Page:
So what are the Claddaghs rings origins?
The name "Claddagh ring" was not used before the 1830s. Although there are various myths and legends around the origin of the Claddagh ring, it is almost certain that it originated in or close to the small fishing village of Claddagh in Galway.
There are many legends about the origins of the ring, particularly concerning Richard Joyce a silversmith from Galway circa 1700, who is said to have invented the Claddagh design as we know it. Legend has it that Joyce was captured and enslaved by Algerian Corsairs around 1675 while on a passage to the West Indies. He was sold into slavery to a Moorish goldsmith who taught him the craft. King William III sent an ambassador to Algeria to demand the release of any and all British subjects who were enslaved in that country, which at the time would have included Richard Joyce. After fourteen years, Joyce was released and returned to Galway and brought along with him the ring he had fashioned while in captivity: what we've come to know as the Claddagh. He gave the ring to his sweetheart, married her, and became a goldsmith. His initials are in one of the earliest surviving Claddagh rings, but there are three other rings also made around that time, bearing the mark of goldsmith Thomas Meade.
Knowledge of the ring and its customs spread within Ireland and Britain during the Victorian period, and this is when its name became established. Galway jewelers began to market it beyond the local area in the 19th century. Further recognition came in the 20th century.
So what does the Claddagh ring stand for?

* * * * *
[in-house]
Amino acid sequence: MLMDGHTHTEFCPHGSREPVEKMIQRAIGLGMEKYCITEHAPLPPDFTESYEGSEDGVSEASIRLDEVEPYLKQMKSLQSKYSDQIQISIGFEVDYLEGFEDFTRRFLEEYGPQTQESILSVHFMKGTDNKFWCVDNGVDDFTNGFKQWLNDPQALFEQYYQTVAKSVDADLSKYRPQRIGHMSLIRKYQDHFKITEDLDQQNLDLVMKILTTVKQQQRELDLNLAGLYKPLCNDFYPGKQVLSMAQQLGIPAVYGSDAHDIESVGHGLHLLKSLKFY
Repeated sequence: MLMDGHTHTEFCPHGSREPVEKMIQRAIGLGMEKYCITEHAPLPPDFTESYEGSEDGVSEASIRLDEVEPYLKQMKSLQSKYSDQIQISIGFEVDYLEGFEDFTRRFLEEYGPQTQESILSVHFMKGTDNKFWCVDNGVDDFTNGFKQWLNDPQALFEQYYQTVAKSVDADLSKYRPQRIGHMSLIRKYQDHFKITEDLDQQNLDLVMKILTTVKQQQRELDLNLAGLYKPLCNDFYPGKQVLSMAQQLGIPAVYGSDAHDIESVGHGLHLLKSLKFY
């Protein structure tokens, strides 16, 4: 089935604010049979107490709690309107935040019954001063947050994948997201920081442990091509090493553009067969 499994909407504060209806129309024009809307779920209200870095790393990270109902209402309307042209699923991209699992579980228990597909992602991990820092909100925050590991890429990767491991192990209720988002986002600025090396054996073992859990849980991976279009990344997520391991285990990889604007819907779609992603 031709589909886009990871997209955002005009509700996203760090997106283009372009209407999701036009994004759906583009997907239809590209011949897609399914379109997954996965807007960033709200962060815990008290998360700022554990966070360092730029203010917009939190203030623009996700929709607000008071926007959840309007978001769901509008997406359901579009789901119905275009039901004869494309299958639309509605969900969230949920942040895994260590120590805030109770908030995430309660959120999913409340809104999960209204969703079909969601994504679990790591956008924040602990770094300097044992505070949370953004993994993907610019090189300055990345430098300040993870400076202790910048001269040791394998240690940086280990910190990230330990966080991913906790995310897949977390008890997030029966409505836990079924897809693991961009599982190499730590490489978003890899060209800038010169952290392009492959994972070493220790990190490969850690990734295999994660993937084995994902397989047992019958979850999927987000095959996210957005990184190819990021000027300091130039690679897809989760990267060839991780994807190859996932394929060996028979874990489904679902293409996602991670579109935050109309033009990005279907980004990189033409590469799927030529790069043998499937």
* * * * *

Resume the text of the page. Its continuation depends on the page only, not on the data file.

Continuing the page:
The Claddagh's distinctive design features two hands clasping a heart and usually surmounted by a crown. These elements symbolize the qualities of love (the heart), friendship (the hands), and loyalty (the crown). A Fenian Claddagh ring, without a crown, is a slightly different take on the design but has not achieved the level of popularity of the crowned version. Claddagh rings are relatively popular among the Irish and those of Irish heritage, such as Irish Americans, as cultural symbols and as friendship, engagement and wedding rings.
While Claddagh rings are sometimes used as friendship rings, they are most commonly used as engagement and wedding rings. Mothers sometimes give these rings to daughters when they come of age. There are several mottos and wishes associated with the ring, such as: "Let love and friendship reign.” In Ireland, the United States, Canada, and other parts of the Irish diaspora, the Claddagh is sometimes handed down mother-to-eldest daughter or grandmother-to-granddaughter.
According to Irish author Colin Murphy, a Claddagh ring was worn with the intention of conveying the wearer's relationship status:
- On the right hand with the point of the heart toward the fingertips: the wearer is single and may be looking for love.
- On the right hand with the point of the heart toward the wrist: the wearer is in a relationship.
- On the left hand with the point of the heart toward the fingertips: the wearer is engaged.
- On the left hand with the point of the heart toward the wrist: the wearer is married.
There are other legends about the meanings and positions in which to write this ring but they are localized and very only slightly.
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